The month started with a field trip to I.M.A. (Institute of Musical Arts) in Goshen MA, which hosts rock and roll camps for teenage girls and a studio recording week. They started in Bodega CA, and moved their non-profit organization to the East Coast in 2001. Their recently renovated barn facility is filled to the rafters with vibrations of creativity and some handsome new gear. I enjoyed a delicious dinner there cooked by executive director Ann Hackler and swapped stories with her and creative director June Millington, former guitarist of the 60s rock band Fanny, about some of the unique challenges women face in what is still largely a male dominated music industry.

And there are days, nay weeks, the stars align to make technology uncooperative - March has been following that model to some extent. Last week I had to unravel multiple issues while transferring a live recording I did between Pro Tools 7 and Pro Tools 8. Simultaneously, another little project, doing a transfer from tape cassette to digital, had me unplugging every piece of old equipment in my house, only to discover nothing would match. Even my phone calls to Audio Proz in Watertown MA seemed to dissolve into days of phone tag, with no final decision or purchase.

A request from singer-songwriter Susannah Blachly for backing tracks to her song "Morning Prayer" took me longer than expected to put together, but that's only because I'm a perfectionist and want to get it right. The initial three hours spent on that grew to include a whole other day. But the bottom line is that creating and arranging guitar parts to fit the mood of a song is one of my favorite things to do. Add a little mandolin and you're there.

I admit I was slightly frustrated when percussionist Scott Davis came back with more recording to do after our last mix, but after taking a few deep breaths I allowed trust to prevail and now I'm getting excited to hear what mastering, like icing on a cake, will do - this recording is rich with textures and pure tones, a must-listen for anyone who loves hand drums. It's been an honor to witness Scott's creative process and watch him build this amazing, deep musical poem incorporating rhythms he has gathered over many years of intensive study and dedicated playing.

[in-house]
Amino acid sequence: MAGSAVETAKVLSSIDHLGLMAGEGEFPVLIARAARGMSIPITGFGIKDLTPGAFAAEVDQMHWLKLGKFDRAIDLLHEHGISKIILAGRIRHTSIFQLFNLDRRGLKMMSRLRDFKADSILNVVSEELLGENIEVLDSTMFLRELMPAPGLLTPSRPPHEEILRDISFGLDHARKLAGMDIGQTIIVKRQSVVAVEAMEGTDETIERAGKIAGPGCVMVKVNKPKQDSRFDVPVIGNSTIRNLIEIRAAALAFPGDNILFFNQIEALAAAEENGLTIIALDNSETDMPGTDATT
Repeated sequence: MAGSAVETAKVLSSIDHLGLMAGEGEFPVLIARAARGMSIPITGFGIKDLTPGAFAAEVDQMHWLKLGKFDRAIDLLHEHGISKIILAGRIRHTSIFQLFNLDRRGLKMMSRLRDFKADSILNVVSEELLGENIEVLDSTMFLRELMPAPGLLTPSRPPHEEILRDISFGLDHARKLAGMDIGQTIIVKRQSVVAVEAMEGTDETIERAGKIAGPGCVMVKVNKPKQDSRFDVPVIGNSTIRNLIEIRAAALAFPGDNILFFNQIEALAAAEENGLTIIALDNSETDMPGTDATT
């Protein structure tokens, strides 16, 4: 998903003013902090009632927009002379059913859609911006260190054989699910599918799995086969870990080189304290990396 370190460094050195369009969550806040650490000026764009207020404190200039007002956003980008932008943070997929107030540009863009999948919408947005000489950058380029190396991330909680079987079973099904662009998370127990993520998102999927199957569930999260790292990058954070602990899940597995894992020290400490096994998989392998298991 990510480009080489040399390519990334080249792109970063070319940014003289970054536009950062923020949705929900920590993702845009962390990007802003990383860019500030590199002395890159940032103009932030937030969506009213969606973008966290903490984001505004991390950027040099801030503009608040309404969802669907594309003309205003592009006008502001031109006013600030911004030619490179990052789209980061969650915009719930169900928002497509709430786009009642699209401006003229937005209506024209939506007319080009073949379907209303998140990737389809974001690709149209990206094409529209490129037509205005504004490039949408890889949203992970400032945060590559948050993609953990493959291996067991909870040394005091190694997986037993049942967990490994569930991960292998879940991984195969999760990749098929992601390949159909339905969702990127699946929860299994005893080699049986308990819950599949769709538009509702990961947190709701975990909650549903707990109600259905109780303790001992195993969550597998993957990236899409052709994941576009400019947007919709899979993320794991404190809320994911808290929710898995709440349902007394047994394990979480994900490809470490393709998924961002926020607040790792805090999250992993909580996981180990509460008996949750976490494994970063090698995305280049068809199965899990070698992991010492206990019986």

Went out to hear music, Session Americana at Langdon Street Cafe, curious to see them for the first time and see how they amplify their show with only a few mics strategically placed on and nearby a small table they all sit around, on stage. I was literally the last person let into the sold out show, and had to stand in the back (not my favorite position since I'm not tall) until I managed to sneak in front and crouch right near the stage. Mostly I want to hear music as if I were in the room with the musicians, close enough to play with them. The energy was great though I left at half time - that was enough saturation for me - and on my way out of town dropped in to catch ten minutes of Bow Thayer and the Perfect Train Wreck at Lamb Abbey just so I could feel like i didn't miss the fun. In all honesty, I was hoping to hit the show during a break so I could be social, but they were on a roll, didn't stop, and it was just too loud for my sensitive ears. I have to be protective of my most treasured asset.

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